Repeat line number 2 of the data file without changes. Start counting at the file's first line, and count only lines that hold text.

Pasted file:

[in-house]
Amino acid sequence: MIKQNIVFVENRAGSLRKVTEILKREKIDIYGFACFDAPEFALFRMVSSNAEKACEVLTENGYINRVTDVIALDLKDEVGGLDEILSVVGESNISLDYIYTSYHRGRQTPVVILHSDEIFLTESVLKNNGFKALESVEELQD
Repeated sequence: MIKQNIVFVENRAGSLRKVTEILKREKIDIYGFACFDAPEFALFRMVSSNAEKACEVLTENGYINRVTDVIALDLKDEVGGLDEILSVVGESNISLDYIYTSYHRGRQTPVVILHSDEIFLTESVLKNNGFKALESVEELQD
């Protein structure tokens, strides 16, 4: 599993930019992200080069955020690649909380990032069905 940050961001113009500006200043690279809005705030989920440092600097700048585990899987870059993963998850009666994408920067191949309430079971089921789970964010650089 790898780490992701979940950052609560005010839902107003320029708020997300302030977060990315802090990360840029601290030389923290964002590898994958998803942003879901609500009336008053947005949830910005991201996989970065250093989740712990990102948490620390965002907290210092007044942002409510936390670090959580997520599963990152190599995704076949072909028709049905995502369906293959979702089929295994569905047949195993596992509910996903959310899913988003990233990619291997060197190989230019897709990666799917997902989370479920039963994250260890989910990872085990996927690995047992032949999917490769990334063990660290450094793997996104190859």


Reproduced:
Amino acid sequence: MIKQNIVFVENRAGSLRKVTEILKREKIDIYGFACFDAPEFALFRMVSSNAEKACEVLTENGYINRVTDVIALDLKDEVGGLDEILSVVGESNISLDYIYTSYHRGRQTPVVILHSDEIFLTESVLKNNGFKALESVEELQD